Type 2 diabetes is serious. It can affect your heart health, kidney health, eye health, and the healthy function of numerous other vital body systems. It typically starts silently, so you may be unaware of the damage being done until your symptoms are significant enough to grab your attention.
If you’re prediabetic, it means type 2 diabetes may be lurking in your future. Fortunately, you can make changes in your lifestyle that can significantly lower your risk of developing diabetes and its associated complications.
The healthcare providers at Rose Urgent Care & Family Practice are experts at diabetic care. But they would much rather help you develop a preventive strategy now than allow you to ignore your issues, requiring you to rely on their diabetic expertise in the future.
They’re happy to explain how they diagnose prediabetes, its relationship to type 2 diabetes, and what you can do to help decrease your future risks of developing diabetes.
To better understand prediabetes, it’s helpful to know what occurs during type 2 diabetes. With type 2 diabetes, your body retains too much sugar (glucose) in your bloodstream due to a faulty response to insulin.
All the cells in your body rely on glucose to provide the fuel they need to function at peak capacity. Insulin is a hormone produced by your pancreas that signals your cells to absorb the glucose they need.
When you have type 2 diabetes, your cells have become insulin-resistant. This decreases their ability to absorb glucose, which makes your blood sugar levels abnormally high and can eventually lead to the health complications associated with diabetes.
When you’re prediabetic, your blood sugar levels are higher than normal, but haven’t yet reached the diabetic level.
How do you test for prediabetes?
For children, adolescents, and adults considered at-risk for developing prediabetes, we often include prediabetes screening in wellness exams.
Common screening labs include:
This simple test takes a measure of your blood sugar level after you’ve fasted for six to eight hours. We take a tiny drop of blood via a finger stick, transfer the blood to a glucose strip which we then insert in to a small, handheld device (glucose meter) that provides a blood sugar level within seconds.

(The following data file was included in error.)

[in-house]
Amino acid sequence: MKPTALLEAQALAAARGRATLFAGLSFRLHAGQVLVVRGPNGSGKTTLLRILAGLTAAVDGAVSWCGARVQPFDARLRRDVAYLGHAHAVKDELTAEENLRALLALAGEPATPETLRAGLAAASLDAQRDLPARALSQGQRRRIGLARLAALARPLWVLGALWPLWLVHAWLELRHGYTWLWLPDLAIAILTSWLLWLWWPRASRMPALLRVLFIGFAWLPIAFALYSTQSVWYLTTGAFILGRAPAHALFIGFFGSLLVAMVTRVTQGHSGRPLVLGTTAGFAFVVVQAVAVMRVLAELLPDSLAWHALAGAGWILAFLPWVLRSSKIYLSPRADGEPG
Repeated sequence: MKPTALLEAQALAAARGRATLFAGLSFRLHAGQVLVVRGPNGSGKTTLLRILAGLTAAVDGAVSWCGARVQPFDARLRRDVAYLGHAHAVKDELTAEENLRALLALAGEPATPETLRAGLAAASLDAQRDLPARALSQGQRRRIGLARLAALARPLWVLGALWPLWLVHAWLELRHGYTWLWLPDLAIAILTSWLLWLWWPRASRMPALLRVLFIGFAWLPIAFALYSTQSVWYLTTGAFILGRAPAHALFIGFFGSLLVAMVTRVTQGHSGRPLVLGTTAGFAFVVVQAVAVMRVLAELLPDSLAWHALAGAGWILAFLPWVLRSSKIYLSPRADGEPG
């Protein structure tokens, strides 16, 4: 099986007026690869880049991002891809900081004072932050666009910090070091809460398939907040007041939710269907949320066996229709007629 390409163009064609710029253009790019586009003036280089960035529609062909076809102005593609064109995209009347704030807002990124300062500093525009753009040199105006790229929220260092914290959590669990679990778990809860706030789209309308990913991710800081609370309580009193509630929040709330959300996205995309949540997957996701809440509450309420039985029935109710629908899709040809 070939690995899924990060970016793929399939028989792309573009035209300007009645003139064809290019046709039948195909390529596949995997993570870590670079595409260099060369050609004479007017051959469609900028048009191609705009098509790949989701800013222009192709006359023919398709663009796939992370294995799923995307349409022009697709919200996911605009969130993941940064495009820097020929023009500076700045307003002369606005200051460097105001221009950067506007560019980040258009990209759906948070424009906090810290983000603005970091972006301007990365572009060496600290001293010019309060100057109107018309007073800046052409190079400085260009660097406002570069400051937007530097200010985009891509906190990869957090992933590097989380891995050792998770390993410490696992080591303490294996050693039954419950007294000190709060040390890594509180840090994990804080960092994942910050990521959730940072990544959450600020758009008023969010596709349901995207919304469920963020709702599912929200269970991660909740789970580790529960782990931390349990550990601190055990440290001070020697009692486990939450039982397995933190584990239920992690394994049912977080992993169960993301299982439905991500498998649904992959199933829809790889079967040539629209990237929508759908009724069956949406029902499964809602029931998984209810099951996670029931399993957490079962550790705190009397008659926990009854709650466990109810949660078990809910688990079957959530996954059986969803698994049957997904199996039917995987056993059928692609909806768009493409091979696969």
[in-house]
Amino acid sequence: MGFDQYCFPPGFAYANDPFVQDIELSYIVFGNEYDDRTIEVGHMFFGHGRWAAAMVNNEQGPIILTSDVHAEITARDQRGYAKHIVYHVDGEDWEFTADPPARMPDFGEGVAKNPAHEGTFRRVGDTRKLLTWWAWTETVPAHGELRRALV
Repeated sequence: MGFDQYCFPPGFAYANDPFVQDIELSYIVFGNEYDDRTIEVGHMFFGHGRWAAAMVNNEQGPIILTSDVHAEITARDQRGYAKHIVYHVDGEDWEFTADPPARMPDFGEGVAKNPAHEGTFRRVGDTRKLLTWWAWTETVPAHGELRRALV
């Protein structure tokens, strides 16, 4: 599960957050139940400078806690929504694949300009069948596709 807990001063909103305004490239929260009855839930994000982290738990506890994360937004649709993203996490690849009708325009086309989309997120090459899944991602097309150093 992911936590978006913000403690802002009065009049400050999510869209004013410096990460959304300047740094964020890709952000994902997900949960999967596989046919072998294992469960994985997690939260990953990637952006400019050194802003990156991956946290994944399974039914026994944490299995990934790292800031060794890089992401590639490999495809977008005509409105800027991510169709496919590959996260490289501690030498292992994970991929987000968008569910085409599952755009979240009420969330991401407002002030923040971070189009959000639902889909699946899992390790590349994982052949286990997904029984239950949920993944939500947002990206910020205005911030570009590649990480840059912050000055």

This blood test is especially helpful because it measures your average blood sugar level over the last two to three months rather than just providing a snapshot of a single blood sugar reading. It doesn’t require fasting, so it can be done anytime, but it does require a blood draw, so we may recommend it along with other labs, such as a cholesterol check if you’re due for that.
This test is often recommended for pregnant women to rule out gestational diabetes. For this test, we check your blood glucose level at the start of the test and then again two hours later, after you’ve had a sugary drink. It helps us determine whether your blood sugar levels rise and then fall normally as your body distributes insulin.
Anyone can develop prediabetes, but some individuals are at a higher risk. This includes:
Our first line of support at Rose Urgent Care & Family Practice includes providing adequate education that helps you understand the significance of prediabetes. We then partner with you to create a strategy that helps normalize your blood sugar levels.
This may include:
We might also recommend medication such as metformin to help lower your blood sugar levels as necessary. Very often, however, prediabetes responds well to changes in diet and activity levels.
We’re here to help you live an active and healthy life. If you’re concerned about prediabetes, make an appointment today at Rose Urgent Care & Family Clinic for an evaluation.